The Toronto Star reported that the proposed sexual education changes by the Progressive Conservatives would harm kids.
Sexual education mattered to some but not all voters in Ontario. The repeal of the current sexual education curriculum was one of many foci for Doug Ford and his party. Ford won the vote in Ontario.
The reportage stated, “Doug Ford isn’t a particularly religious man of course, but he wants to display his alleged toughness and his links to ‘the people,’ and striking at a curriculum that has been lied about, and held up as a symbol of the elites at their worst, is perfect optics. Bluster and bombast in one well-rehearsed sound bite.”
Charles McVety sent a social media post – a “tweet,” so-called, on Twitter – that said, “Premier Doug Ford Majority Government. Praise God who heard our prayers and delivered victory for the sake of our children.”
Let us leave aside the efficacy of prayer or the existence of God asserted in the tweet, please. The main claim comes from the tacit assertion of the repeal of the current sexual education curriculum helping children rather than harming them. Does this work as a claim?
In short: does the repeal support the best interests of the child?
McVety stood and stands against the modern evidence-based sexual education curriculum in Ontario. He is the President of the Canada Christian College. He was the first guest on the televised leaders’ debate.
“Then there is the former Tory candidate Tanya Granic Allen. She stated last week that, ‘parents expect the repeal of the Wynne sex-ed by September.’ By ‘parents’ she means the small number of hardliners in her organization,” the article opined.
Allen was fired as a Progressive Conservative candidate based on some comments. She was present at the celebration party for Ford.
Also, the National President of Campaign Life Coalition, Jim Hughes, said, “We remain optimistic that Premier Doug Ford will uphold his campaign promises to repeal and replace Kathleen Wynne’s radical sex-ed curriculum as an ‘early priority’ in his administration.”
Others working in opposition to the sxual education curriculum are other pro-life groups including the Roman Catholic Church. Although, the laity and Catholic hierarchs differ in views on the subject of, for example, abortion.
I do not want to misrepresent. Differences exist in those groups opposed to modern evidence-based sexual education curriculum. It seems as if pro-life groups and individuals in authority formed coalitions with the movement for repeal by Ford.
“The infamous clergy sexual abuse crisis within Catholicism, which is still to be fully exposed, was dependent on children being ignorant of sex, unable to name sexual acts, and on the fog of confusion and fear around sexuality that Catholicism has long enforced in its teaching and formation,” the article stated.
The Catholic hierarchs founded, defended, and kept secret the sexual abuse in their own churches, unfortunately. It harmed and harms their image, followers, and claims to full legitimate moral authority on various issues now.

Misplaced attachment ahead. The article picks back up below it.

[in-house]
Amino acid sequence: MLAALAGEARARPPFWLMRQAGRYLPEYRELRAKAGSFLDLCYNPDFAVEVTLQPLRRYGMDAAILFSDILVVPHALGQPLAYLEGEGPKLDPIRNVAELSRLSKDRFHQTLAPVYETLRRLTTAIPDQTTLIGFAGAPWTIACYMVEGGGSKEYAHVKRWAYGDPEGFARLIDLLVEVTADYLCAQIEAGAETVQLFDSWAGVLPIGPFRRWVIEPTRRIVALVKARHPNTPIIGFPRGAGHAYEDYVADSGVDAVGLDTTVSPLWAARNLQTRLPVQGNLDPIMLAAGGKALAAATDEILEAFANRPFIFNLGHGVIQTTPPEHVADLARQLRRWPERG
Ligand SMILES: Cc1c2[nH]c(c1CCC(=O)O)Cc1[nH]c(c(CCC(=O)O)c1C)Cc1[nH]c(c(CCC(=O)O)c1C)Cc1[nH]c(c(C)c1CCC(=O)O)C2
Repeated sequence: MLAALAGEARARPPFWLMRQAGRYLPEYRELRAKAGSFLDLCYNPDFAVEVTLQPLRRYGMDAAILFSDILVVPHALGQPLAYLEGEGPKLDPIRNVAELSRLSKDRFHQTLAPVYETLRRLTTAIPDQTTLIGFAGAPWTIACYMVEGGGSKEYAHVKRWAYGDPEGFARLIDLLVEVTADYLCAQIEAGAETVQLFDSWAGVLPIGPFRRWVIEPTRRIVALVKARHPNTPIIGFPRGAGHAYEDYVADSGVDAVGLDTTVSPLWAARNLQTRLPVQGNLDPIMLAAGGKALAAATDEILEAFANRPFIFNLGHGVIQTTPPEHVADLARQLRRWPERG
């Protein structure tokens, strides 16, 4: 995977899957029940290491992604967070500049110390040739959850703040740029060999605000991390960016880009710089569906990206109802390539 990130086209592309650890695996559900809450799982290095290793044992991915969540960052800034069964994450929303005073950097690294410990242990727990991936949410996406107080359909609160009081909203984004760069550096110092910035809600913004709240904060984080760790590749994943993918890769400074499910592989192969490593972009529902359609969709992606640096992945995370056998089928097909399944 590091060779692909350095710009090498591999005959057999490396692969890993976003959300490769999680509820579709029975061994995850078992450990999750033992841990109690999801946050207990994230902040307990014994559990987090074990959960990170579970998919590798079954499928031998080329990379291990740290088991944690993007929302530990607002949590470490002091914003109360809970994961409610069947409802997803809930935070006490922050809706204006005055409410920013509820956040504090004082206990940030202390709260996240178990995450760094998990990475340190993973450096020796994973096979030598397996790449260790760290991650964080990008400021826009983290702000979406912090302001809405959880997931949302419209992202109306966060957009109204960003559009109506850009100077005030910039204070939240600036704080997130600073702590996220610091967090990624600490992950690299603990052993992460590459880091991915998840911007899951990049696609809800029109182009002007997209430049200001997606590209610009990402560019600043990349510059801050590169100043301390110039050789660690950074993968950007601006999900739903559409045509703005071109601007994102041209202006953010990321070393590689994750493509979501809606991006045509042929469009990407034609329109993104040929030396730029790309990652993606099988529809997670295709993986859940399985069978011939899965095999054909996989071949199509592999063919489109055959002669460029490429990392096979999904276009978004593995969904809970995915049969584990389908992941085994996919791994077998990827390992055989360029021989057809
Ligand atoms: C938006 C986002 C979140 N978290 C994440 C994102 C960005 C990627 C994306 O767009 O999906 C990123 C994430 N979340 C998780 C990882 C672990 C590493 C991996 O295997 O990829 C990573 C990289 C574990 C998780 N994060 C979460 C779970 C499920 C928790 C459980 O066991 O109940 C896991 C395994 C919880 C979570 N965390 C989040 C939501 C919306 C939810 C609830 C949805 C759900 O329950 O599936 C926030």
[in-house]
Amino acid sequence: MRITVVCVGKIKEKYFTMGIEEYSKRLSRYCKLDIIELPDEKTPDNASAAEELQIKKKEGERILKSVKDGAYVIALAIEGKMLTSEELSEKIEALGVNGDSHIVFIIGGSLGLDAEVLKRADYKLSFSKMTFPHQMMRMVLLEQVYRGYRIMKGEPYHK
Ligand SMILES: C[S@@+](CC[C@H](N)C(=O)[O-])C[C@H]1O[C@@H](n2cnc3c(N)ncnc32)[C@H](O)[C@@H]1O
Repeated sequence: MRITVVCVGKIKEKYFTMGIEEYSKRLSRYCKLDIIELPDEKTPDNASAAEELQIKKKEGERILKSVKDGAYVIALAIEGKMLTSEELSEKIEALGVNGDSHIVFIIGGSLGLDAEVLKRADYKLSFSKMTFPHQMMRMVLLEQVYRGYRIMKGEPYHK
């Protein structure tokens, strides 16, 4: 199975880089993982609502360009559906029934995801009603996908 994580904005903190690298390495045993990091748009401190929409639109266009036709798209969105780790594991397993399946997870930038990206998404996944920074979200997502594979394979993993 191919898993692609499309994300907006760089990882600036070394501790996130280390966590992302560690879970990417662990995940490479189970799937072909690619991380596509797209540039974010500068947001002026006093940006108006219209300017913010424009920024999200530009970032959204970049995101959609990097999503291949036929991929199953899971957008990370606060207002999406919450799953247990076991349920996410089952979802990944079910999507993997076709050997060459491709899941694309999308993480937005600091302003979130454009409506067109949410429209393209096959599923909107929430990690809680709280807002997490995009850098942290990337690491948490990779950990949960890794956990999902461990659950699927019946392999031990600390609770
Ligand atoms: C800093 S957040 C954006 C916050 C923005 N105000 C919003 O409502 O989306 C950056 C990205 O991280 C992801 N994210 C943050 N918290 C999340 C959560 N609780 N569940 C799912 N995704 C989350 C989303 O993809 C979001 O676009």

The issue with the removal of the sexual education curriculum in Ontario would not be in the best interests of the child. Why? It removes education for a child. In particular, the move would repeal the knowledge and information for children needed to make informed personal sexual choices, whether they want to or not, and in what ways they deem safe and healthy.
The article continued, “Children deserve better than to be play things in the soiled hands of single-issue fanatics and ill-informed politicians. The curriculum is balanced and appropriate, parents were consulted, groups dealing with abuse and child health contributed, and no single bureaucrat was responsible for it.” [Emphasis added.]
Is it evidence-based rather than faith-based (which, by technical definition, means without evidence)? Yes.
Is it based on consultation with the public? Yes.
Does this mean the health and wellbeing of the kids are ensured and protected? Yes, for the most part, adolescents and kids can still make mistakes, though.
Last question, does this mean the repeal would be non-evidence-based or faith-based, rejecting the implemented consultation of the Ontario public, and reduce the knowledge and capacity for kids to make informed sexual choices (against the best interests of the child)? Yes.
For the best interests of the children, their mental and physical wellbeing associated with sexual health in other words. They deserve a proper, evidence-based sexual education curriculum built in coordination and consultation with relevant parties in the province, which is the current curriculum. To remove or repeal it, it will harm kids; in turn, it will harm families, communities, and a sector of the next generation in Ontario. Those who make these choices knowingly will be the ones to live with the consequences in reality and on their consciences.
Scott Douglas Jacobsen is the Founder of In-Sight: Independent Interview-Based Journal and In-Sight Publishing. He authored/co-authored some e-books, free or low-cost. If you want to contact Scott: Scott.D.Jacobsen@Gmail.com.
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